First off, I haven’t forgotten about finishing the Amazon S3 post; I’ve just been sidetracked by a rather frustrating problem that I’m hoping someone can help me with:
Does anyone know how to work around Internet Explorer Protected Mode limitations without requiring the end-user to add our site to the Trusted Sites list?
The problem is that if we enable SSL logins for our site, they can only access SSL pages. IE prevents our non-SSL served pages from accessing the cookie created during the SSL session, so we can either serve everything via SSL (very expensive/resource-intensive), or find some way to set an SSL *and* non-SSL cookie during the login process.
For what it’s worth, I’ve also posted this question (in a much less verbose form) to my Twitter feed here: http://twitter.com/#!/willwm/status/90588135175626752 — feel free to reply to my Twitter post, or this blog post.
Update #1: I’ve also posted this question to Stack Overflow as well:
Update #2: A friend of mine shared these links, hopefully they’ll help:
Now that I’ve finally made the leap to install Windows Vista on my home computer, I thought it might be useful to dig through some old (and new) guides to keep Vista from annoying me as much as it did when I first tried it out in beta. Luckily, things are going much more smoothly this time. Here’s a helpful tip from the How-To Geek about how to run a command as an Administrator from the Vista Run box.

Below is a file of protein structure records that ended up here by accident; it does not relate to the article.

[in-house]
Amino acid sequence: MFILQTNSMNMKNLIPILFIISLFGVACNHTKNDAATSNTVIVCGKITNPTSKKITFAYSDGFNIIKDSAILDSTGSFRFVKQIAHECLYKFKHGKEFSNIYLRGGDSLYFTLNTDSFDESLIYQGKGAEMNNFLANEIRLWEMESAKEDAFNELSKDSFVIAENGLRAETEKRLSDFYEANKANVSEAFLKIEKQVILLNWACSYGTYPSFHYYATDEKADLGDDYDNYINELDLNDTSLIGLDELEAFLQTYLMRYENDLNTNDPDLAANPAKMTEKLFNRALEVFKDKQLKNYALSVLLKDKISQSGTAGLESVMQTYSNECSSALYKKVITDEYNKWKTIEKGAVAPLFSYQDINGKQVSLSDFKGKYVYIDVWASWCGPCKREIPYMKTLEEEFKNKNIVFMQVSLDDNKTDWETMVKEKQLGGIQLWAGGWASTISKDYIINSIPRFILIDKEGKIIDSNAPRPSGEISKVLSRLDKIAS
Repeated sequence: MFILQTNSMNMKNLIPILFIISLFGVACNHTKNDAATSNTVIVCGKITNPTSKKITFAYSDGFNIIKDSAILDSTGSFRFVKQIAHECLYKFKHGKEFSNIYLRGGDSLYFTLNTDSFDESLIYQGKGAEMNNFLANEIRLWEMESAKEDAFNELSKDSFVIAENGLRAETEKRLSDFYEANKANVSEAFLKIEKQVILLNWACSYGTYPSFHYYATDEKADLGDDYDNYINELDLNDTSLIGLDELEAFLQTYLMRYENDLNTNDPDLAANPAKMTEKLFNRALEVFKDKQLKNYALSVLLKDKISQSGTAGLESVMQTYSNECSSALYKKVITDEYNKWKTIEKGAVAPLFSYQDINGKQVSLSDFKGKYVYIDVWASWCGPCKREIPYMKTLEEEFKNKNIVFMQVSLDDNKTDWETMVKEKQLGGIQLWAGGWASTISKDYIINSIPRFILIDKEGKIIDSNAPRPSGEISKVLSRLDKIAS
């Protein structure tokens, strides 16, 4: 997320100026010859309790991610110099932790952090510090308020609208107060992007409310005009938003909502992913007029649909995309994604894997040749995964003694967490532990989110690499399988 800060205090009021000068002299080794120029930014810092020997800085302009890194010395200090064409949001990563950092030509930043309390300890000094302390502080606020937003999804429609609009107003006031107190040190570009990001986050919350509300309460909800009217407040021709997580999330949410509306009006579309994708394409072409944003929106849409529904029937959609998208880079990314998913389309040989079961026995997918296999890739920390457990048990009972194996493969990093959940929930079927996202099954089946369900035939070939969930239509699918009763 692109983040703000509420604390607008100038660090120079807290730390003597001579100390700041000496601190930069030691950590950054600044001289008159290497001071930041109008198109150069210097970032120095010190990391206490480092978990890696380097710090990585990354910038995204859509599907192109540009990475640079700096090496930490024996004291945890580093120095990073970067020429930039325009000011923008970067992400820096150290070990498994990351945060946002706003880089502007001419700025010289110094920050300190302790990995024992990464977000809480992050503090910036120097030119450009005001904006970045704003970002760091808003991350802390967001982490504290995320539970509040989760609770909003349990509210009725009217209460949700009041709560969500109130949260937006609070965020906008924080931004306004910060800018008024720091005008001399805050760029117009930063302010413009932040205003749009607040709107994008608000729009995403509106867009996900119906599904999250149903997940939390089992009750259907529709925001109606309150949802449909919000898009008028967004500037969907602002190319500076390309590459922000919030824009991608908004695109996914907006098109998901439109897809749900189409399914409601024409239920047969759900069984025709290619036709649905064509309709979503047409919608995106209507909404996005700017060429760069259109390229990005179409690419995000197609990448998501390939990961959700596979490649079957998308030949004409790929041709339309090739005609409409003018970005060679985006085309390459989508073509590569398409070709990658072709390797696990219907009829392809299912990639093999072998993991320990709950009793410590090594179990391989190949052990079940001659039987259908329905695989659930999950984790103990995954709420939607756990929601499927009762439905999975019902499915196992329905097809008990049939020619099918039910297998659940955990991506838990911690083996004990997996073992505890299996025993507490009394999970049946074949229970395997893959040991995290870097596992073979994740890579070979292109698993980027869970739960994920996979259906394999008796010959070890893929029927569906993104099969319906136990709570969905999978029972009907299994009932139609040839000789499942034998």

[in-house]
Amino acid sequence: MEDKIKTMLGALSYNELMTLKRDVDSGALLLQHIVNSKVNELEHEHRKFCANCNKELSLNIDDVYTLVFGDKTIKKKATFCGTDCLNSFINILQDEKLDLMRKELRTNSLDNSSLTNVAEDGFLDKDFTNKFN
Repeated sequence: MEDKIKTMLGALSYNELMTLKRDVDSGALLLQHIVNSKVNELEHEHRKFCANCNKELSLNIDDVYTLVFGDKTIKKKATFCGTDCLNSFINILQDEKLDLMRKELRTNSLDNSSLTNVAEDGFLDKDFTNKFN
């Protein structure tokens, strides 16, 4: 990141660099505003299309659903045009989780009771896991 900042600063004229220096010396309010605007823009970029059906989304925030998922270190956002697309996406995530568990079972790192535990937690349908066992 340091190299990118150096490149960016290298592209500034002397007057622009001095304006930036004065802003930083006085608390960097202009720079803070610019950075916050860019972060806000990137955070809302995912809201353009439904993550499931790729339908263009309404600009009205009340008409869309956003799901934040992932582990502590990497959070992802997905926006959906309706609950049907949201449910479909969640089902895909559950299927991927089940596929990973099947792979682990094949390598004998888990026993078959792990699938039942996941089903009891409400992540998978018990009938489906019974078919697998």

FYI: The Run option is not enabled by default on the Start Menu. You’ll either need to open it by using the Win + R key combination or by enabling it through the Taskbar Properties, using the steps below:
- Right click on the taskbar, then choose properties.
- Once in the “Taskbar and Start Menu Properties” dialog, click the “Start Menu” tab, then click “Customize…”
- Scroll down to the “Run command” option, and check it.
- Close the dialog.
Now, you’ll have the “Run…” command back in your Start Menu, but it’s worth noting that the newer Vista “Start Search” bar is a lot more versatile than the older “Run…” command. In either case, from “Start Search” or from “Run…”, the following steps will help you to run a command as an administrator (from How-To Geek):
To try this out, go to the run box and type in something (cmd, for example)
Now instead of hitting the Enter key, use Ctrl+Shift + Enter. You will be prompted with the obnoxious User Account Control dialog… but it will then open up a command prompt in Administrator mode.
(full quoted article via: Run a Command as Administrator from the Windows Vista Run box)
There ye be. =)